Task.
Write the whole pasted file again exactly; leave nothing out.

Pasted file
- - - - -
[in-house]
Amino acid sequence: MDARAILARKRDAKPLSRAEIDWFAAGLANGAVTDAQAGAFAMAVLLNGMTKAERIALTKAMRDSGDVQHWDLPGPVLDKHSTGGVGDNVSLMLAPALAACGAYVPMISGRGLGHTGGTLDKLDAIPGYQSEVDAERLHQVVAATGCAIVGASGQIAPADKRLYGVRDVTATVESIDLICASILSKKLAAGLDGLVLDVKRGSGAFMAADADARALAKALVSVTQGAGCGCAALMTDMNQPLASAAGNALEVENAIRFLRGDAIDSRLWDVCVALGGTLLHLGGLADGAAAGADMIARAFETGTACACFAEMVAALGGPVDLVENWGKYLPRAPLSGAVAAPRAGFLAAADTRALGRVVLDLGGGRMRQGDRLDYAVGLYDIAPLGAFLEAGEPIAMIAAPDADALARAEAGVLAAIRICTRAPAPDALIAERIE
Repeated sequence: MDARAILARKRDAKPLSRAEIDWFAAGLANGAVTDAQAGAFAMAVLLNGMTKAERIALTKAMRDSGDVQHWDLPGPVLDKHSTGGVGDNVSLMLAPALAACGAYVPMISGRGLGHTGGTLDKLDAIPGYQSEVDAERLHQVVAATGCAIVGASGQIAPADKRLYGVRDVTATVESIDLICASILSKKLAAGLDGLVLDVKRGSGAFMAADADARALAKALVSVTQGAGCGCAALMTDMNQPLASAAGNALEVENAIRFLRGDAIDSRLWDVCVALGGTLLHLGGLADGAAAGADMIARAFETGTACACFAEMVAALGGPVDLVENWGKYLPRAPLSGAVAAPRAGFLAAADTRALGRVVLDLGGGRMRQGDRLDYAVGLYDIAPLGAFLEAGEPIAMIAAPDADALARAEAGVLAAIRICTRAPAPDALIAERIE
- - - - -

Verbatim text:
[in-house]
Amino acid sequence: MDARAILARKRDAKPLSRAEIDWFAAGLANGAVTDAQAGAFAMAVLLNGMTKAERIALTKAMRDSGDVQHWDLPGPVLDKHSTGGVGDNVSLMLAPALAACGAYVPMISGRGLGHTGGTLDKLDAIPGYQSEVDAERLHQVVAATGCAIVGASGQIAPADKRLYGVRDVTATVESIDLICASILSKKLAAGLDGLVLDVKRGSGAFMAADADARALAKALVSVTQGAGCGCAALMTDMNQPLASAAGNALEVENAIRFLRGDAIDSRLWDVCVALGGTLLHLGGLADGAAAGADMIARAFETGTACACFAEMVAALGGPVDLVENWGKYLPRAPLSGAVAAPRAGFLAAADTRALGRVVLDLGGGRMRQGDRLDYAVGLYDIAPLGAFLEAGEPIAMIAAPDADALARAEAGVLAAIRICTRAPAPDALIAERIE
Repeated sequence: MDARAILARKRDAKPLSRAEIDWFAAGLANGAVTDAQAGAFAMAVLLNGMTKAERIALTKAMRDSGDVQHWDLPGPVLDKHSTGGVGDNVSLMLAPALAACGAYVPMISGRGLGHTGGTLDKLDAIPGYQSEVDAERLHQVVAATGCAIVGASGQIAPADKRLYGVRDVTATVESIDLICASILSKKLAAGLDGLVLDVKRGSGAFMAADADARALAKALVSVTQGAGCGCAALMTDMNQPLASAAGNALEVENAIRFLRGDAIDSRLWDVCVALGGTLLHLGGLADGAAAGADMIARAFETGTACACFAEMVAALGGPVDLVENWGKYLPRAPLSGAVAAPRAGFLAAADTRALGRVVLDLGGGRMRQGDRLDYAVGLYDIAPLGAFLEAGEPIAMIAAPDADALARAEAGVLAAIRICTRAPAPDALIAERIE